The human tendency, however, is to take this too far; to sort and systematize and simplify gender until all we’re left with is a dry list of desirable characteristics and behaviors assigned to each gender. It’s like the stick-figure men and women used to mark public bathrooms; while we can easily identify which gender they are supposed to represent by the characteristics they portray, they fall impossibly short of the breathtaking beauty and complexity of real human beings. While gender stereotypes do serve an important cultural purpose, we should be wary of turning functional caricatures into cosmic ideals.
When we force people into gender-based boxes, insist that individuals conform to our concept of what men and women are supposed to be, we lose the wonder, the mystery, and the full-orbed expression of God’s image uniquely revealed in each human being. God created us male and female, yes, but He didn’t just create us male and female; he created us Jenny and Aaron, and Jason and Sarah, and John and Noel. All of us reflect God’s image in different ways. And it is very good.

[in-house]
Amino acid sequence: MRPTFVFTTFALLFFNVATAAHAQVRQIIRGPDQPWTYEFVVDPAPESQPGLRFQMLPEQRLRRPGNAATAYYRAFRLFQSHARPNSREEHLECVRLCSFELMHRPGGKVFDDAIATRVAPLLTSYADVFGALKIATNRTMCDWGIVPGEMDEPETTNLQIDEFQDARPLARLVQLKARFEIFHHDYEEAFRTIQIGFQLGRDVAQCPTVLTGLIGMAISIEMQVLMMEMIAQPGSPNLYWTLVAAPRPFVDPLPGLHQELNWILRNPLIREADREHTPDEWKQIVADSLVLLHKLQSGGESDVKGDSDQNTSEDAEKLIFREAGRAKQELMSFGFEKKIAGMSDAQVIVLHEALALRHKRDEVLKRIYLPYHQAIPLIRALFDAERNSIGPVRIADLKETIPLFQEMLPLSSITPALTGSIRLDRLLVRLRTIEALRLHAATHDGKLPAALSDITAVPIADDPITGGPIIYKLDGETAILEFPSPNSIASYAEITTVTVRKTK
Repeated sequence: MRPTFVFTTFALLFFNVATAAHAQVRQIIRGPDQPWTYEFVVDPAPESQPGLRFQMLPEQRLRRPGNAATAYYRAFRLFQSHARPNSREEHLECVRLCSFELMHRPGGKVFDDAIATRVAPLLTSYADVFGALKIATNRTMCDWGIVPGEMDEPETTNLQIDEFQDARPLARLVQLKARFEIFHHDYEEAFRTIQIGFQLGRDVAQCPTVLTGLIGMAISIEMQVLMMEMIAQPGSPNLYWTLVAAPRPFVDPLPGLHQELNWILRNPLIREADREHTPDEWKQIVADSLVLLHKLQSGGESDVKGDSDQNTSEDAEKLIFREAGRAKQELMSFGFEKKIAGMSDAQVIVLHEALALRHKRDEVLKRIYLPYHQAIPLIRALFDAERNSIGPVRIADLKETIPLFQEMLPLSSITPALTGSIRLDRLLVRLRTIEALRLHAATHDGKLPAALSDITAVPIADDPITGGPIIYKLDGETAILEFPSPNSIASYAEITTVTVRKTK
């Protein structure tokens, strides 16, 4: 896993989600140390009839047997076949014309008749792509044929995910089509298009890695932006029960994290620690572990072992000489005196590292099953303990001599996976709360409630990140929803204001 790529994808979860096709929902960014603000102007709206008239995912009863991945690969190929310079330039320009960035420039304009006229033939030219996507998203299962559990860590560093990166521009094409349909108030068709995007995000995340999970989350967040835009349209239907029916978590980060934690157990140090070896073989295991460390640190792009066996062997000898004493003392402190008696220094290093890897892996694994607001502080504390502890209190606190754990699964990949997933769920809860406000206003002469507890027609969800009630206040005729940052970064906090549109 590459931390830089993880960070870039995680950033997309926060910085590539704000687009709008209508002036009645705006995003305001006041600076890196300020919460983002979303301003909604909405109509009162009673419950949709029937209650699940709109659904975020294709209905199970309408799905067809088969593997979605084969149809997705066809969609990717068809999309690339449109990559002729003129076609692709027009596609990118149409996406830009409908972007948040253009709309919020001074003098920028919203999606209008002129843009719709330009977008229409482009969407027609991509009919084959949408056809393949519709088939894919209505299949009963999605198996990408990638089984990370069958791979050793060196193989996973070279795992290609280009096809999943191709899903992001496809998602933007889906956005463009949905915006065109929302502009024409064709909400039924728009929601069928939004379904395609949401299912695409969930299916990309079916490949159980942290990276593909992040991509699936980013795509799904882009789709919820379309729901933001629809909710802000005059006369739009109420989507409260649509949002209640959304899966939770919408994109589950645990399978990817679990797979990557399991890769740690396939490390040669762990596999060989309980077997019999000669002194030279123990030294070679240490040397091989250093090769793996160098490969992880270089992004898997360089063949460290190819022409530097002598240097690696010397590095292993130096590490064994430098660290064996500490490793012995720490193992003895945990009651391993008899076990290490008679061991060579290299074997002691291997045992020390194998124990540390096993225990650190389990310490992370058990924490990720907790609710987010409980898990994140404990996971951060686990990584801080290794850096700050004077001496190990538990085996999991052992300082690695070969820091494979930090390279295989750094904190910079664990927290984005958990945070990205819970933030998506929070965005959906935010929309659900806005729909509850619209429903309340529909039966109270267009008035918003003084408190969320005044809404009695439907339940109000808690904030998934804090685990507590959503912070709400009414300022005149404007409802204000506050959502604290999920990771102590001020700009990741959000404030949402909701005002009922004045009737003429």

Here’s what it comes down to for me. My gender is not something I perform; it is something I am. Womanhood is not something I do; it is something I live. Femininity does not define me; as a woman created in the image of God, I define it, in community with my sisters. When we reduce manhood and womanhood to a list of characteristics, behaviors, and roles assigned to each gender, we are not defending masculinity and femininity; instead, we are diminishing and impoverishing them.
One also wonders what women Piper has in mind that are supposedly hard-wired to submit and be led. In my experience these are few in number. And this is due, not merely to the prevailing winds of modern Western culture, but to a fundamental theological reason as well. Indeed, in the narrative of the primeval fall in Genesis 3, God answers the sin of the first human pair with words of judgment. The judgment on the woman reads as follows (Gen 3:16):
I will make your pains in childbearing very severe;
    with painful labor you will give birth to children.
Your desire will be for your husband,
    and he will rule over you.
This text always perplexed me, until I learned in seminary that the juxtaposition of the words for "desire" (teshuqah) and "rule" (mashal) only occurred here and in Genesis 4:7 where, in an identical grammatical construction, God tells Cain that sin's "desire is for you, but you must rule over it." The point could not be clearer: both the woman's desire to dominate and her consequent subordination under the man (i.e., his successful attempt to achieve de facto dominance over the woman) are the result of the fall and not part of God's creation design. Any "hard-wiring" that exists is one in which each selfishly strives to control the other. That is the ugly consequence of innate human fallenness.